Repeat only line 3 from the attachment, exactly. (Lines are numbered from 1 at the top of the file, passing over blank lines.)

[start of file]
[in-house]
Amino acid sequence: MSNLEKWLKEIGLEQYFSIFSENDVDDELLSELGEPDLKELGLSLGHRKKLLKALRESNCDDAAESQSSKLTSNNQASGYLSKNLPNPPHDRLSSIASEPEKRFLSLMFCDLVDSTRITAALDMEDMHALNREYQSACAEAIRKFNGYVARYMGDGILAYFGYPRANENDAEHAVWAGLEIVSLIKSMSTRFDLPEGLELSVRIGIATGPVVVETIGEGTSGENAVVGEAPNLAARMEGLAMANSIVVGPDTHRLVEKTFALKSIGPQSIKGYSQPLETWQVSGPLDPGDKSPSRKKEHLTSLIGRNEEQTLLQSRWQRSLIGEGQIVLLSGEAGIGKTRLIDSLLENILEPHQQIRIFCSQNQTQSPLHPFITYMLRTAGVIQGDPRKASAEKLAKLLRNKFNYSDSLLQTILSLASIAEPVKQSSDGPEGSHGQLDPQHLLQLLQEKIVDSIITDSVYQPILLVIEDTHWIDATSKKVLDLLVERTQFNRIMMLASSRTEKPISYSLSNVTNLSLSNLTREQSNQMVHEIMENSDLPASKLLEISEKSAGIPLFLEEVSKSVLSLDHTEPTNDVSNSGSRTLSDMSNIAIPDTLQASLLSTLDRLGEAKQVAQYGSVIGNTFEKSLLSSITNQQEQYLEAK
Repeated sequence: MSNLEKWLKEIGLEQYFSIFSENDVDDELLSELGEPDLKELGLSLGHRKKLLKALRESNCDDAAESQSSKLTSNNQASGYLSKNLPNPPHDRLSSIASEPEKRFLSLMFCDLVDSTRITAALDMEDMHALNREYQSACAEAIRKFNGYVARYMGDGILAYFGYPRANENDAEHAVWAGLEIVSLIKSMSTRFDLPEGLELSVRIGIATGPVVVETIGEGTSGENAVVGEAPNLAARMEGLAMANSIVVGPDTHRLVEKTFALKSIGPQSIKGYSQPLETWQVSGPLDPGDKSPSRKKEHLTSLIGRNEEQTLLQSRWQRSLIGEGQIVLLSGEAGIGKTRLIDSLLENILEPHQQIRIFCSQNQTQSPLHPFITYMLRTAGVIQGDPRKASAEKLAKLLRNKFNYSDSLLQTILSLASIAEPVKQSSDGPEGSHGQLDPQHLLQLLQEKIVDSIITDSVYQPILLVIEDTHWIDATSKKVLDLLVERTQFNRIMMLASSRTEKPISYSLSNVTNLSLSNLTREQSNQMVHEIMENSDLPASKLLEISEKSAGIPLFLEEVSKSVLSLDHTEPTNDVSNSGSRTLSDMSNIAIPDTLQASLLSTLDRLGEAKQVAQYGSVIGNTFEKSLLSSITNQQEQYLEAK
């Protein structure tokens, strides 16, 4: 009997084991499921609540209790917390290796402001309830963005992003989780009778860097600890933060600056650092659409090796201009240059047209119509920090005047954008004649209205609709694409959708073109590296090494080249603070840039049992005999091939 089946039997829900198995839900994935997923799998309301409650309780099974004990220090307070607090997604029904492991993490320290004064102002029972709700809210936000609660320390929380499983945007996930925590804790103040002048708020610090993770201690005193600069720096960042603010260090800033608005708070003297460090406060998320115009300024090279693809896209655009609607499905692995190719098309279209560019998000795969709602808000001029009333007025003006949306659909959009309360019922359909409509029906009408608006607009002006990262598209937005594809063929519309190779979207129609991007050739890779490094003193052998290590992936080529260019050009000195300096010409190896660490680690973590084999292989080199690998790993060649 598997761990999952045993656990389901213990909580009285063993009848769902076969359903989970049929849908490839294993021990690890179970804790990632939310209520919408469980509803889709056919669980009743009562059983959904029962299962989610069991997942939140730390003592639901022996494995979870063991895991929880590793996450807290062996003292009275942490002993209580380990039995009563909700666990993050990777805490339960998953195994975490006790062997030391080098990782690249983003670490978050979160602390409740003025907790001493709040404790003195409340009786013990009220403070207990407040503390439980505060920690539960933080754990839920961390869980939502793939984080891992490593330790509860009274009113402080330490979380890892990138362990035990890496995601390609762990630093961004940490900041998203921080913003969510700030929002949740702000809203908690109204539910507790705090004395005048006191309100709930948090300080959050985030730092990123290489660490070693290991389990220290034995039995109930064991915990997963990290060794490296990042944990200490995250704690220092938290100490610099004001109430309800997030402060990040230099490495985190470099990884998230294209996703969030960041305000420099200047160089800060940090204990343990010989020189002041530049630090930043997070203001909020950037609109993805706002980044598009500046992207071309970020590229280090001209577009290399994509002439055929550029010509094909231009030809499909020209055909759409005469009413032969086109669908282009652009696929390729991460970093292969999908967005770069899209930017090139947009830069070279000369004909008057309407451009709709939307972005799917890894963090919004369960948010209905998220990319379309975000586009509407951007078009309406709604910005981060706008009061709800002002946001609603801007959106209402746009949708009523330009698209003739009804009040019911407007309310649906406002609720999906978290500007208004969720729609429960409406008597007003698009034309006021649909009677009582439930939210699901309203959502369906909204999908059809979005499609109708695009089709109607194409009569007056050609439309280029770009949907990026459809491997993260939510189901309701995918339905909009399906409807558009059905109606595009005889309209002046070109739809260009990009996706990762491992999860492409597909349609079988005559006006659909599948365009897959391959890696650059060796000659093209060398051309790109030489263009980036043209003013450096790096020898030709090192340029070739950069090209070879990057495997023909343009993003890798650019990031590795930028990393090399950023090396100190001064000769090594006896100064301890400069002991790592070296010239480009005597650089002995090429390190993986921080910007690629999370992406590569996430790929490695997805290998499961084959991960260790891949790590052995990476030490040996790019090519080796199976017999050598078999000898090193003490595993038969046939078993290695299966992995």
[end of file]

Repeated sequence: MSNLEKWLKEIGLEQYFSIFSENDVDDELLSELGEPDLKELGLSLGHRKKLLKALRESNCDDAAESQSSKLTSNNQASGYLSKNLPNPPHDRLSSIASEPEKRFLSLMFCDLVDSTRITAALDMEDMHALNREYQSACAEAIRKFNGYVARYMGDGILAYFGYPRANENDAEHAVWAGLEIVSLIKSMSTRFDLPEGLELSVRIGIATGPVVVETIGEGTSGENAVVGEAPNLAARMEGLAMANSIVVGPDTHRLVEKTFALKSIGPQSIKGYSQPLETWQVSGPLDPGDKSPSRKKEHLTSLIGRNEEQTLLQSRWQRSLIGEGQIVLLSGEAGIGKTRLIDSLLENILEPHQQIRIFCSQNQTQSPLHPFITYMLRTAGVIQGDPRKASAEKLAKLLRNKFNYSDSLLQTILSLASIAEPVKQSSDGPEGSHGQLDPQHLLQLLQEKIVDSIITDSVYQPILLVIEDTHWIDATSKKVLDLLVERTQFNRIMMLASSRTEKPISYSLSNVTNLSLSNLTREQSNQMVHEIMENSDLPASKLLEISEKSAGIPLFLEEVSKSVLSLDHTEPTNDVSNSGSRTLSDMSNIAIPDTLQASLLSTLDRLGEAKQVAQYGSVIGNTFEKSLLSSITNQQEQYLEAK